16 Critical Differences Between Real Love And Infatuation

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We don't often think of infatuation versus love when we first find ourselves attracted to someone new. Instead, we spend a lot of free time thinking about them and fantasizing about what being in a relationship with them will be like.

During the initial phase of dating, it can be difficult to determine if both of your blossoming interest is true love or simply an infatuation.

After all, there are distinct differences between love and infatuation.

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What's the difference between infatuation and love?

Infatuation is typically present during the early phases of dating and during the beginning of the relationship.

Meanwhile, love is something that takes time to build. It requires commitment as well as nurturance from both partners.

Infatuation is irrational and focused almost entirely on physical appearance, assets, popularity, or wealth. It doesn’t even scratch the surface of the other person's exterior, nor does it have the desire to delve deeper than the surface.

Infatuation happens quickly, as it stems from an illusion and an illusion does not require reasons or a foundation.

In the beginning stages of a relationship, infatuation can look and feel a lot like love.

However, as time progresses in a dating relationship, the distinction between the two can become alarmingly clear.

Partners that have a real interest in each other will begin to ask more personal questions. They want to know each other’s likes, dislikes, interests, long-term goals, family planning, and more.

People who are infatuated are not interested in getting to know the other person beyond what they can see and what they already know.

Infatuation is a short-term fixation, but love is enduring.

Infatuation has a short shelf-life — it does not have the ability to grow and thrive.

In comparison, love is enduring, flexible, and accommodating to change. True love can weather the storm we call life.

Although it is not unheard of that infatuation can evolve into love — as lust is often an initial step toward attachment — sometimes infatuation just stays infatuation.

If both partners desire a causal relationship with no interest in developing a long-term committed relationship, then this is the type of relationship that's fine for both parties.

However, if one partner is seeking something more substantial than a relationship built on physical attributes, wealth, or popularity, this relationship will not work.

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Here are 16 key differences between genuine love and infatuation.

1. Love endures changes, infatuation does not

Infatuation is fleeting and does not respond well to change.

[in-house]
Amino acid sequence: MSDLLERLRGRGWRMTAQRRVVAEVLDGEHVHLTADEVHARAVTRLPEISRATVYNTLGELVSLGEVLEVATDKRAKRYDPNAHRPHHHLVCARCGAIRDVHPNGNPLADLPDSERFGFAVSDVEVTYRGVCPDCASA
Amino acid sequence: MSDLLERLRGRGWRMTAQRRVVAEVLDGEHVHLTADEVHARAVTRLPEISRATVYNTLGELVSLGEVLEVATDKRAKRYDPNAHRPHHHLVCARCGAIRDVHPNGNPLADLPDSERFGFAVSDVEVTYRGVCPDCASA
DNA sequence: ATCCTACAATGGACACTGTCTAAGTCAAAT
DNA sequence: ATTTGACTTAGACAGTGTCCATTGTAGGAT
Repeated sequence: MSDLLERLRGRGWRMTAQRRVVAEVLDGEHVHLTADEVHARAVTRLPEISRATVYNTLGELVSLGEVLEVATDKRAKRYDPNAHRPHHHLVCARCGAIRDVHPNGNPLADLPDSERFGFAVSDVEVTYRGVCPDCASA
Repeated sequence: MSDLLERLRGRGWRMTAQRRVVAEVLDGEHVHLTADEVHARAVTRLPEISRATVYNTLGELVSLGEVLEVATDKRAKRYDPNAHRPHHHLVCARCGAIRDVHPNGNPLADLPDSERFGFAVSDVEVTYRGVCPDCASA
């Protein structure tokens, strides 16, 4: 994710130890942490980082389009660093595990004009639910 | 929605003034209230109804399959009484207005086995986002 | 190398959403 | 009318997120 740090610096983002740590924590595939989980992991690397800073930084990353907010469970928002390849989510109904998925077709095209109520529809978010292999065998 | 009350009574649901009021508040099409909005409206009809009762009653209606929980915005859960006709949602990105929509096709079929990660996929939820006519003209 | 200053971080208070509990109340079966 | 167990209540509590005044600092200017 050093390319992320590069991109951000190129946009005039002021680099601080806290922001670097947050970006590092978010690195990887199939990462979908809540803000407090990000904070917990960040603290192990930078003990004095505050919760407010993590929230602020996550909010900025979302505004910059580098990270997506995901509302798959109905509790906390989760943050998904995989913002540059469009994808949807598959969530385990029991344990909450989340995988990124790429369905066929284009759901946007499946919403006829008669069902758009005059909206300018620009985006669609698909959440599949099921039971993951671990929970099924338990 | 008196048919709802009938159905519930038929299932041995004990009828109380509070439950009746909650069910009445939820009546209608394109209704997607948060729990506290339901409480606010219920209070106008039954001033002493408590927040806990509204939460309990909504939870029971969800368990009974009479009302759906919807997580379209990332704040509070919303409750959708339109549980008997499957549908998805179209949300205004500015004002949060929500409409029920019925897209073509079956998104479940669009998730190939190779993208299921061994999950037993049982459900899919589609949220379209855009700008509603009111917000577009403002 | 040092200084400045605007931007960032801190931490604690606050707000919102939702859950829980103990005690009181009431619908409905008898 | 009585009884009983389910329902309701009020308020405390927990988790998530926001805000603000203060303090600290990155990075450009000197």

2. Infatuation is age-oriented

Love has no limit when it pertains to age and grows to accommodate.

3. Infatuation occurs quickly

Sometimes infatuation develops at first sight. Love is a gradual process.

4. Love requires commitment

Commitment and nurturance from both partners are present in real love. Infatuation does not want or desire a commitment.

5. Infatuation craves physical affection

Physical intimacy is needed to maintain interest in infatuation. True love does not make itself contingent on physical displays of affection.

6. Infatuation brings out obsession and jealousy

Love brings out understanding and trust.

7. Infatuation is shallow

Infatuation is as deep as a puddle, but genuine love runs deep and extends outward.

8. Real love is generous and trusting

Infatuation is possessive and distrustful.

9. No secure foundation exists with infatuation

Infatuation is like walking on shaky ground; love is solid and strong.

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10. Genuine love is timeless

Infatuation follows a finite timeline, but love is forever.

11. Love grows with friendship

Infatuation grows with desire.

12. Infatuation wanders from person to person

Real love is monogamous. Infatuation is never content with one person.

13. An obsession with perfection is key to infatuation

Infatuation thinks love should be perfect. Love knows no one is perfect and remains anyway.

14. Love is considerate and thoughtful

Infatuation is guided by reckless and impulsive emotions.

15. Forgiveness is love

Infatuation holds grudges.

16. Infatuation is mainly driven by physical appearance

Infatuation is about finding someone beautiful on the outside. Love is about finding someone beautiful on the inside.

It's important to identify what you want out of a relationship, rather than embarking on a relationship and trying to figure it out later. And if you don't have the time, energy, or desire to engage in a committed relationship, make that clear early on.

Long-term committed relationships are not for everyone. 

Partners should make their desires and intentions clear during the early phase of dating, so each person has the opportunity to decide if this is the type of relationship they want. 

Having an honest discussion about what each partner is looking for eliminates a lot of confusion and hurt feelings down the line.

Look at the reality of the person you're dating, not what you want them to be.

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Dr. Tarra Bates-Duford is a psychologist who has engaged in extensive work and research on familial relationships, family trauma, and dysfunctions.